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Engrossed Substitute House Bill 2111, which will enable Sound Transit fare enforcement officers to print out and issue citations notices of infraction to fare evaders on the spot, as previously reported here, here, and here, came up for a vote in the House Monday. The House voted to concur in the Senate amendment and pass the bill, 95-3.

The Senate accepted the striking amendment offered by the Senate Transportation Committee on Friday, and then passed the bill as amended, 38-11. The effect of the amendment was simply to remove the requirement for the citation notice of infraction to include the information about the citee’s personal vehicle. Since the citations notices of infraction fare enforcement officers issue are for fare evasion, personal vehicle information is irrelevant. Without having to include space for this information, the citations notices of infraction can be printed by portable printer devices small enough that officers can carry the printers with them.

The bill now heads to the governor’s desk, where there is no reason to believe he won’t sign it. The law is expected to go into effect 90 days after adjournment of the session (March 13), which would be June 11.

11 Replies to “Sound Transit Will Soon Be Able to Issue Notices of Infraction On the Spot”

    1. No. This bill, as written, only applies to “an authority,” which is defined in the unmodified portion of law as a Regional Transit Authority. Only one RTA currently exists: the Central Puget Sound Regional Transit Authority, the legal name of Sound Transit. The amended law applies to ST-contracted services, so Central/Tacoma Link Light Rail, Sounder, and Sound Transit Express Bus.

      Separate sections of law allow for fare infractions by municipal-owned transit systems (Metro, Pierce Transit, and so on) but they weren’t modified. Whether those systems are allowed to use a streamlined process similar to this on their governing body’s existing authority is murky at best and, in all likelihood, not allowed.

      1. wow … thanx for the detailed response (was only expecting yes or no).

        Seems like we should push for equivalence for Metro Rapid Ride (and Swift as well) enforcement so that there is consistency in how fares are enforced in the region.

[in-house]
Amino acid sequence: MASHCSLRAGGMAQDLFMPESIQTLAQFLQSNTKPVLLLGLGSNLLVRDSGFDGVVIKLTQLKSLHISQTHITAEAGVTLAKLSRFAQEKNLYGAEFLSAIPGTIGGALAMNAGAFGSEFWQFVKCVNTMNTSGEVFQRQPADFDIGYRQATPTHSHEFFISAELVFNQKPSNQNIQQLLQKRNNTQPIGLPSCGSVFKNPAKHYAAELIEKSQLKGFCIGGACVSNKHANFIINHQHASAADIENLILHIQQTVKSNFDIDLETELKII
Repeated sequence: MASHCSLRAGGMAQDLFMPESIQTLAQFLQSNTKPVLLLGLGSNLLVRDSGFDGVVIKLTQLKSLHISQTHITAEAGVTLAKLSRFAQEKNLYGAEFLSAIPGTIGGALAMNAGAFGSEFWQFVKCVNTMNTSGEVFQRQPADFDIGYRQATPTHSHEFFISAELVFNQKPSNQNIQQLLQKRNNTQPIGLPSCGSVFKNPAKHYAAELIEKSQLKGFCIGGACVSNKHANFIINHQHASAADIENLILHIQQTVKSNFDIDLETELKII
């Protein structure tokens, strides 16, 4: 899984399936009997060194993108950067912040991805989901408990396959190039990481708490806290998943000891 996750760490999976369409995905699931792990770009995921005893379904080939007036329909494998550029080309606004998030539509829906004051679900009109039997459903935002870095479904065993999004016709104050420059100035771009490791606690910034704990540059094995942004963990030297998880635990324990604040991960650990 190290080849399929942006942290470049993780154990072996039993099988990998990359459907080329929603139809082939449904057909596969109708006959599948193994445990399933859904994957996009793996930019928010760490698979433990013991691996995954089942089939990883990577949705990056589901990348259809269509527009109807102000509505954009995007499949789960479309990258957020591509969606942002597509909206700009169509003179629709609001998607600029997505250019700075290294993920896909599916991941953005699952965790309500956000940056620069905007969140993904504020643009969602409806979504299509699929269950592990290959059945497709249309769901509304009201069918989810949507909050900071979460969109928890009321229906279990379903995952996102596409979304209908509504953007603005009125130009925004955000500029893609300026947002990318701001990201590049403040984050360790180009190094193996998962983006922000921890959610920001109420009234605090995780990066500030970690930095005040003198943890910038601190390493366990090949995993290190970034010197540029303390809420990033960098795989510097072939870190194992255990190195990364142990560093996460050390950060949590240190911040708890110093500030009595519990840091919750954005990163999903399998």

1. Thank you for bird-dogging this one all the way through, Brent. The existing procedure is just dumb.

  2. So a corporate employee can now issue a citation to me? Interesting. Arrests won’t be far behind.

    1. As per the text of the Engrossed Substitute Bill, they technically cannot directly cite you. They can:

      (i) Request proof of payment from passengers;
      (ii) Request personal identification from a passenger who does not produce proof of payment when requested;
      (iii)(A) Issue a notice of infraction to passengers who do not produce proof of payment when requested.
      (B) The notice of infraction form to be used for violations under this subsection must be approved by the administrative office of the courts in the same manner as for parking, standing, and stopping infractions; and
      (iv) Request that a passenger leave the authority facility when the passenger has not produced proof of payment after being asked to do so by a person designated to monitor fare payment.

      1. By the way, this authority is only extended to “regional transit authorities” as per the definition in RCW 81.112.020. So it’s not extended to private corporations.

      2. Brent, I wasn’t trying to police your grammar. And looking it over, I’m less than comfortable with my understanding of the law. I misread the context to imply that a notice of infraction was a precursor to citation, but that’s clearly not the case.

        Further research hasn’t turned up a clear definition of “citation.” Civil infractions are laid out in RCW 7.80, but 7.80.150 uses the term “citation” to refer to the physical and output of an electronic device.

        So I ask that you please consider my first comment to be noise. :)

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